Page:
March 31, 2011 at 11:35 am |
  2. Jerome Puetz

    Arabian Spring ? or Global Awakening?

    President Obama is obviously a man of conscious and the fact that he has refused to sit on his hands in the face of the happenings across Northern Africa and surly now events building in the Middle East demands that the U.S. needs to forge new policy.

    The U.S still being a super power with responsibilities that come with the title, is obligated to lead not only in forming needed new international policies for America but also by example set the bar for all nations of the world to follow.

    Because of our fundamental democratic believes, believes in freedoms, the rule of law, equality, and most importantly truth; our policy makers now find themselves in a vary difficult position.

    These countries around the globe with their populous demanding change and hopefully desiring to move towards a system similar to our own; are now forcing us to evaluate our own policies in dealing with dictators that all the nations of the world have had relationships with for decades.

    Its time for the U.S. to begin the process of coming clean or the face the consequences; that we can no longer continue this business as usual practices with murderous dictators.

    If America and the nations of the civilized world continue trade relations with such dictators we not only promoting but also empower the vary behavior that we deplore.

    The closest thing we have to a globe committee is the United Nations and honestly we all known the dysfunctional qualities of committee rule. Getting things done under such constraints are merely impossible, thus the other strong reason why America and currently the Obama administration needs to and has to take on these issues as impossible as they may seem.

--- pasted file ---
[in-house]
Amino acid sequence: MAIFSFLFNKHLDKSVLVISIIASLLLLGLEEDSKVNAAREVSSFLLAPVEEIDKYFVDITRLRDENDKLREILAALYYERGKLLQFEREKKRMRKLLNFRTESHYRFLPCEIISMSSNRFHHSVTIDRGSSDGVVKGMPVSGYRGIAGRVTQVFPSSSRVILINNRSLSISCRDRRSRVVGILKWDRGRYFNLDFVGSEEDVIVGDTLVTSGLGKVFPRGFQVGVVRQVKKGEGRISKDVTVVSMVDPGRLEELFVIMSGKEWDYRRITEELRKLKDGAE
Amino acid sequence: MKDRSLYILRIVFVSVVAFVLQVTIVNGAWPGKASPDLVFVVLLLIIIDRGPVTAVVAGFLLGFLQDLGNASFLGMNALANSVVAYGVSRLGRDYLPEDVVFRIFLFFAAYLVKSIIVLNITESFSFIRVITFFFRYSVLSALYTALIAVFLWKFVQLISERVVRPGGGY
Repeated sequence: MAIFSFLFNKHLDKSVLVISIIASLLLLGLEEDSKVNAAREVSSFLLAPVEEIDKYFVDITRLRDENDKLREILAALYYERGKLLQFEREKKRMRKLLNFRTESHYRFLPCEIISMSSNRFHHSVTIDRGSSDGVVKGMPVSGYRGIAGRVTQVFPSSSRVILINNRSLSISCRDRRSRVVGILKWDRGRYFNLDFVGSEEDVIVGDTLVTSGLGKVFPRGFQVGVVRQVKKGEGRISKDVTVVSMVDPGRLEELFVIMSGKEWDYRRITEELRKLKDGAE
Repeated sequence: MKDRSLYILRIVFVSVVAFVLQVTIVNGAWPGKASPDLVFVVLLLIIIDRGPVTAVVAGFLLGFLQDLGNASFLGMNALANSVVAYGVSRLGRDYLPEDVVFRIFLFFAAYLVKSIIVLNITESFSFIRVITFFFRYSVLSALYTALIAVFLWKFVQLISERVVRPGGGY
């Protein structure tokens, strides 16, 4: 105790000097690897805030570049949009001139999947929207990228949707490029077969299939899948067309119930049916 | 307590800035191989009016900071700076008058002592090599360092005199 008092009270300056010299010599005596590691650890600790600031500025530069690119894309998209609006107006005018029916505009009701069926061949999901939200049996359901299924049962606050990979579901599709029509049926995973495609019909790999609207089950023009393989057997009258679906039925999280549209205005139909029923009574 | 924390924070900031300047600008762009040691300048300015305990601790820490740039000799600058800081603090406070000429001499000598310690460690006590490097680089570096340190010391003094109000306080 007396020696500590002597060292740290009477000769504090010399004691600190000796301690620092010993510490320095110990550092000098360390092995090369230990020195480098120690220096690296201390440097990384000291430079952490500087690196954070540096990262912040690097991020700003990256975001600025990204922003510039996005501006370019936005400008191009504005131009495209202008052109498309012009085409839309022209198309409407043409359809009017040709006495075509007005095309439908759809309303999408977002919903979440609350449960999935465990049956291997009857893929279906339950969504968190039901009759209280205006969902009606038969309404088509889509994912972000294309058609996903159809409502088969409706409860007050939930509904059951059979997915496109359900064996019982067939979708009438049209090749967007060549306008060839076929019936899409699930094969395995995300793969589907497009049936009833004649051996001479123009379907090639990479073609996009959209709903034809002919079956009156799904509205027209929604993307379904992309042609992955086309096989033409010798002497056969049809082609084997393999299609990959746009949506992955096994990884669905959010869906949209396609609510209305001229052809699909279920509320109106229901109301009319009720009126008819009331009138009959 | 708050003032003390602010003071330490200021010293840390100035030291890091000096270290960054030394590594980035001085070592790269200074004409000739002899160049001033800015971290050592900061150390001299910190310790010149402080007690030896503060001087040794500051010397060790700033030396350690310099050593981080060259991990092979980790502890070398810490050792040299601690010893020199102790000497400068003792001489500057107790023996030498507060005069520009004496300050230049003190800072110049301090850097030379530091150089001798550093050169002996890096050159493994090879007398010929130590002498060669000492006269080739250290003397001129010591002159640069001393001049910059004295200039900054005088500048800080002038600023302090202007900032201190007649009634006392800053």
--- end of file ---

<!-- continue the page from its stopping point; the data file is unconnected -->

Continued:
The U.N. mandate 1973 is surly only the beginning of a conversation that all the nations of the world need to begin. That if the nations of the world are going to come together in consistent policies that effect the populous of the world now is the time.

    If our policy makers don’t lead the way; we are no better than an individual who buys stolen goods, from a murder.

    March 31, 2011 at 2:31 pm |
  3. Onesmallvoice

    Does the U.S. want to own Libya? Of course it does!!! Only a person whose IQ is less than 10 would believe otherwise!!! What a ridiculous question!

    March 31, 2011 at 4:41 pm |
  4. j. von hettlingen

    This question seems to confirm the views of the Libyan people lately, that the U.S. is after their oil. Otherwise the Americans can't be bothered to engage themselves in this millitary foray.
    No, the U.S. doesn't necessarily want to own Libya, but it wants to show the world, who has more to say.

    March 31, 2011 at 6:29 pm |
    • Willie 12345

      Of course the U.S. wants to own Libya as anybody with half a brain would surmise. Why do you think that Obama's setting up a "no-fly" zone and now arming the "rebels" for? After all,Libya is an oil rich country like Iraq and we invaded Iraq and now own it for that very same reason.